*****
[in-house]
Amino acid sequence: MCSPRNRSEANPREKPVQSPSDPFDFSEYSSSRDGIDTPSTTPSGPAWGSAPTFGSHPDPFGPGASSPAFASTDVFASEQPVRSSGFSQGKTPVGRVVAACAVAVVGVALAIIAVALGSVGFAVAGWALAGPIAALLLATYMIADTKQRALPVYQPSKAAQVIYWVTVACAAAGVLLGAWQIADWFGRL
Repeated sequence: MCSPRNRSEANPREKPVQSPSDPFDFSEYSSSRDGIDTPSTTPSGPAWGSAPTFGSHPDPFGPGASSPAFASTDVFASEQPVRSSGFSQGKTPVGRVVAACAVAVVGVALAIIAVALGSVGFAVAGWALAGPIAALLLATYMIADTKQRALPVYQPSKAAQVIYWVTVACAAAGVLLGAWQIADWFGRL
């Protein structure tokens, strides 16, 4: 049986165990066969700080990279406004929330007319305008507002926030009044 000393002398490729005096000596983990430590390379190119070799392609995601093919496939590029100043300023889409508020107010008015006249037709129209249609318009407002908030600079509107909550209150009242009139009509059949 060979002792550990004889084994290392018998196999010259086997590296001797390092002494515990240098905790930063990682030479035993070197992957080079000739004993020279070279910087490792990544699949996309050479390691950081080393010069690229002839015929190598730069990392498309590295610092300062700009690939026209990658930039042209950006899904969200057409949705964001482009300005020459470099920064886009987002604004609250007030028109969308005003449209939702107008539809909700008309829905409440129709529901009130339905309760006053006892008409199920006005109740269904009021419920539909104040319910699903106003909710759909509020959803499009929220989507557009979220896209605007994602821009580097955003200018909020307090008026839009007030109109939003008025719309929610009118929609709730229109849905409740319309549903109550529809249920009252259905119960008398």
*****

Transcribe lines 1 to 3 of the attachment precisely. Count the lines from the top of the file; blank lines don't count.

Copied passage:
[in-house]
Amino acid sequence: MCSPRNRSEANPREKPVQSPSDPFDFSEYSSSRDGIDTPSTTPSGPAWGSAPTFGSHPDPFGPGASSPAFASTDVFASEQPVRSSGFSQGKTPVGRVVAACAVAVVGVALAIIAVALGSVGFAVAGWALAGPIAALLLATYMIADTKQRALPVYQPSKAAQVIYWVTVACAAAGVLLGAWQIADWFGRL
Repeated sequence: MCSPRNRSEANPREKPVQSPSDPFDFSEYSSSRDGIDTPSTTPSGPAWGSAPTFGSHPDPFGPGASSPAFASTDVFASEQPVRSSGFSQGKTPVGRVVAACAVAVVGVALAIIAVALGSVGFAVAGWALAGPIAALLLATYMIADTKQRALPVYQPSKAAQVIYWVTVACAAAGVLLGAWQIADWFGRL